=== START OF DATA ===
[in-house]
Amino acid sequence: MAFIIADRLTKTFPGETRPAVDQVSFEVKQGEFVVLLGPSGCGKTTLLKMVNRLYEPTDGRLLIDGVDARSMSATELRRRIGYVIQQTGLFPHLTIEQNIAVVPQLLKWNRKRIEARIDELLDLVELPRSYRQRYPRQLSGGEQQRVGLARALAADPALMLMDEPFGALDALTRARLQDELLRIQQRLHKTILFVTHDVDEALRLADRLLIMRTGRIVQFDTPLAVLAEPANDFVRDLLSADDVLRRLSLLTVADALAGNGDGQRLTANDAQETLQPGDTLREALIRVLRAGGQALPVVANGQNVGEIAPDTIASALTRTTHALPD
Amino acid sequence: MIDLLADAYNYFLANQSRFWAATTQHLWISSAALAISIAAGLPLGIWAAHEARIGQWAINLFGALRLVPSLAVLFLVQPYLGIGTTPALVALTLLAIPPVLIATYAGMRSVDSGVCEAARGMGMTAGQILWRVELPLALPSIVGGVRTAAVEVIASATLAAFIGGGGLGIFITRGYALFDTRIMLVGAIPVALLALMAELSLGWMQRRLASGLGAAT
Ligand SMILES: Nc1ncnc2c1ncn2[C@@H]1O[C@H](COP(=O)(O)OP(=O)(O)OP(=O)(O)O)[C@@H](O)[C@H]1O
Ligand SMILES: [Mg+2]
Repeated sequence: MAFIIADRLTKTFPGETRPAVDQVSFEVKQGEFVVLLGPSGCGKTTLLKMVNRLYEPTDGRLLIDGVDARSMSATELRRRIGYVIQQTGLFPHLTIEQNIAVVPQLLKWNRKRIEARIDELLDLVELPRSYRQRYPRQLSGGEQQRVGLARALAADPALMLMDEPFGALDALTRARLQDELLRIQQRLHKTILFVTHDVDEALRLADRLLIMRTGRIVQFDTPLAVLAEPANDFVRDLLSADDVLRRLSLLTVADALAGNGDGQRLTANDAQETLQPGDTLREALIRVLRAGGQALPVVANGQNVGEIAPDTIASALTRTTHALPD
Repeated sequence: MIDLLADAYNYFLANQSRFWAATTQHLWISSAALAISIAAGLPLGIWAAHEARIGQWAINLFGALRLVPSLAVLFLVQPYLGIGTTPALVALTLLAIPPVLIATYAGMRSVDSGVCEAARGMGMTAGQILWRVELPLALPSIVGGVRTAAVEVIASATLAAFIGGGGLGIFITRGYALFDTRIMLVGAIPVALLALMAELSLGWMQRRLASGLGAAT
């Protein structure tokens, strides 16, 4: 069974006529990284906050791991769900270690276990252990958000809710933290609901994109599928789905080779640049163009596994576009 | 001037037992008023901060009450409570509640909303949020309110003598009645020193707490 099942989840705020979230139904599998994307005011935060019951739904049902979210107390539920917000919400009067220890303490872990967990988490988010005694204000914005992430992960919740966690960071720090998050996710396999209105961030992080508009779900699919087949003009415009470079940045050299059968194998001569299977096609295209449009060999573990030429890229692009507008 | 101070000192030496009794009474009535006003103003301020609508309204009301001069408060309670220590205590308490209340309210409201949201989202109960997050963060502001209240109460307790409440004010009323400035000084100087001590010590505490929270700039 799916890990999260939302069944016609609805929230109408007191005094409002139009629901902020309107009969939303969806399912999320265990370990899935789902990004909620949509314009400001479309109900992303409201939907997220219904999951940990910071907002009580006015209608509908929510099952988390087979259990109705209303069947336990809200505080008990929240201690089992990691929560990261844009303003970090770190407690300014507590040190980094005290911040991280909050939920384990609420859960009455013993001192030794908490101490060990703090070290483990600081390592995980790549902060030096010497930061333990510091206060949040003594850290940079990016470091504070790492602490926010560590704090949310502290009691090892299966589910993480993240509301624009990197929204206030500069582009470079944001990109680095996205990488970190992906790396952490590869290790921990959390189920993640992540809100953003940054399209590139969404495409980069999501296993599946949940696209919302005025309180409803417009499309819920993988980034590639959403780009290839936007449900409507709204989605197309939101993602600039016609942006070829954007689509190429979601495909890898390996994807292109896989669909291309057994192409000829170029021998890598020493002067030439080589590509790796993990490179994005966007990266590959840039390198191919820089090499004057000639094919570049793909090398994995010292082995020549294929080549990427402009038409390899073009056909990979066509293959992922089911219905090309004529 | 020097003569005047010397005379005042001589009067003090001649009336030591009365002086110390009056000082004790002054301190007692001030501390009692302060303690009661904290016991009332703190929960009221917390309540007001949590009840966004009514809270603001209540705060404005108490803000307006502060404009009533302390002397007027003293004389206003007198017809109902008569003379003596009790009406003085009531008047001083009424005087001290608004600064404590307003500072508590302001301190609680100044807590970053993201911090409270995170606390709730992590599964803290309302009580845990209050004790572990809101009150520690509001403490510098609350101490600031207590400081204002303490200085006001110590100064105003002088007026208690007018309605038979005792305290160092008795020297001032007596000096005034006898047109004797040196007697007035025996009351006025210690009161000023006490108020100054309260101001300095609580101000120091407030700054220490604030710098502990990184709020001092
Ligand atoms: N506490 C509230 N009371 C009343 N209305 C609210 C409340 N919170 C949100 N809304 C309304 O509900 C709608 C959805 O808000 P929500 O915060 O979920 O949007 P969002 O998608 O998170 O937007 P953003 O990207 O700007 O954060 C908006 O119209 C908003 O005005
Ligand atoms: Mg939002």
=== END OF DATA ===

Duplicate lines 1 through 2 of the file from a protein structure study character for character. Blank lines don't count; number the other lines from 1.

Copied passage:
[in-house]
Amino acid sequence: MAFIIADRLTKTFPGETRPAVDQVSFEVKQGEFVVLLGPSGCGKTTLLKMVNRLYEPTDGRLLIDGVDARSMSATELRRRIGYVIQQTGLFPHLTIEQNIAVVPQLLKWNRKRIEARIDELLDLVELPRSYRQRYPRQLSGGEQQRVGLARALAADPALMLMDEPFGALDALTRARLQDELLRIQQRLHKTILFVTHDVDEALRLADRLLIMRTGRIVQFDTPLAVLAEPANDFVRDLLSADDVLRRLSLLTVADALAGNGDGQRLTANDAQETLQPGDTLREALIRVLRAGGQALPVVANGQNVGEIAPDTIASALTRTTHALPD